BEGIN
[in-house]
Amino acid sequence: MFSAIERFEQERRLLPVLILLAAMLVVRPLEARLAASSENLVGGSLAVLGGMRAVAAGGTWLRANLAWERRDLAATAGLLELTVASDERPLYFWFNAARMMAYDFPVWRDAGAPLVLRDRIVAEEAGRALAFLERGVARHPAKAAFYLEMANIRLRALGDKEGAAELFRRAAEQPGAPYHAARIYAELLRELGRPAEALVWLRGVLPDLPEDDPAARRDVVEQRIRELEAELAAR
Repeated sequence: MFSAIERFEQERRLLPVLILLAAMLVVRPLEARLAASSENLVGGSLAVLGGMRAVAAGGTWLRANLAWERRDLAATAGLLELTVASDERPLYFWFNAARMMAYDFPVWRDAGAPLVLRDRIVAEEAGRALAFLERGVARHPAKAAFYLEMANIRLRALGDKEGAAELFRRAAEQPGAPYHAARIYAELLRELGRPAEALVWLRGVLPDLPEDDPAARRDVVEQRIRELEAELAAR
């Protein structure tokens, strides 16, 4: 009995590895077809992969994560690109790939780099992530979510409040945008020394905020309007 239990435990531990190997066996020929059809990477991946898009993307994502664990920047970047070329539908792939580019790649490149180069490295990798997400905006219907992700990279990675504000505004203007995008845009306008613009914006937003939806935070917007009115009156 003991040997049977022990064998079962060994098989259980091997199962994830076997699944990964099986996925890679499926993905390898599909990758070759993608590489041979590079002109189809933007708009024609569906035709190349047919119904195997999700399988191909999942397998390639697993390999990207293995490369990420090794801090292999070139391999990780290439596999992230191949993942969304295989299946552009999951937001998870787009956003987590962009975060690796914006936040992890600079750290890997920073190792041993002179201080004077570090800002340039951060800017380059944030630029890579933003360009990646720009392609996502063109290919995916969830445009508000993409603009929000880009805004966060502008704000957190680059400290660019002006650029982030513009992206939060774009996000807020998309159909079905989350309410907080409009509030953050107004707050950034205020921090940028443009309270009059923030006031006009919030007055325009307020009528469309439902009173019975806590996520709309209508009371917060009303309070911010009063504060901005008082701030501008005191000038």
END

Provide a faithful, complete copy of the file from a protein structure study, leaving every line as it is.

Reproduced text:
[in-house]
Amino acid sequence: MFSAIERFEQERRLLPVLILLAAMLVVRPLEARLAASSENLVGGSLAVLGGMRAVAAGGTWLRANLAWERRDLAATAGLLELTVASDERPLYFWFNAARMMAYDFPVWRDAGAPLVLRDRIVAEEAGRALAFLERGVARHPAKAAFYLEMANIRLRALGDKEGAAELFRRAAEQPGAPYHAARIYAELLRELGRPAEALVWLRGVLPDLPEDDPAARRDVVEQRIRELEAELAAR
Repeated sequence: MFSAIERFEQERRLLPVLILLAAMLVVRPLEARLAASSENLVGGSLAVLGGMRAVAAGGTWLRANLAWERRDLAATAGLLELTVASDERPLYFWFNAARMMAYDFPVWRDAGAPLVLRDRIVAEEAGRALAFLERGVARHPAKAAFYLEMANIRLRALGDKEGAAELFRRAAEQPGAPYHAARIYAELLRELGRPAEALVWLRGVLPDLPEDDPAARRDVVEQRIRELEAELAAR
């Protein structure tokens, strides 16, 4: 009995590895077809992969994560690109790939780099992530979510409040945008020394905020309007 239990435990531990190997066996020929059809990477991946898009993307994502664990920047970047070329539908792939580019790649490149180069490295990798997400905006219907992700990279990675504000505004203007995008845009306008613009914006937003939806935070917007009115009156 003991040997049977022990064998079962060994098989259980091997199962994830076997699944990964099986996925890679499926993905390898599909990758070759993608590489041979590079002109189809933007708009024609569906035709190349047919119904195997999700399988191909999942397998390639697993390999990207293995490369990420090794801090292999070139391999990780290439596999992230191949993942969304295989299946552009999951937001998870787009956003987590962009975060690796914006936040992890600079750290890997920073190792041993002179201080004077570090800002340039951060800017380059944030630029890579933003360009990646720009392609996502063109290919995916969830445009508000993409603009929000880009805004966060502008704000957190680059400290660019002006650029982030513009992206939060774009996000807020998309159909079905989350309410907080409009509030953050107004707050950034205020921090940028443009309270009059923030006031006009919030007055325009307020009528469309439902009173019975806590996520709309209508009371917060009303309070911010009063504060901005008082701030501008005191000038």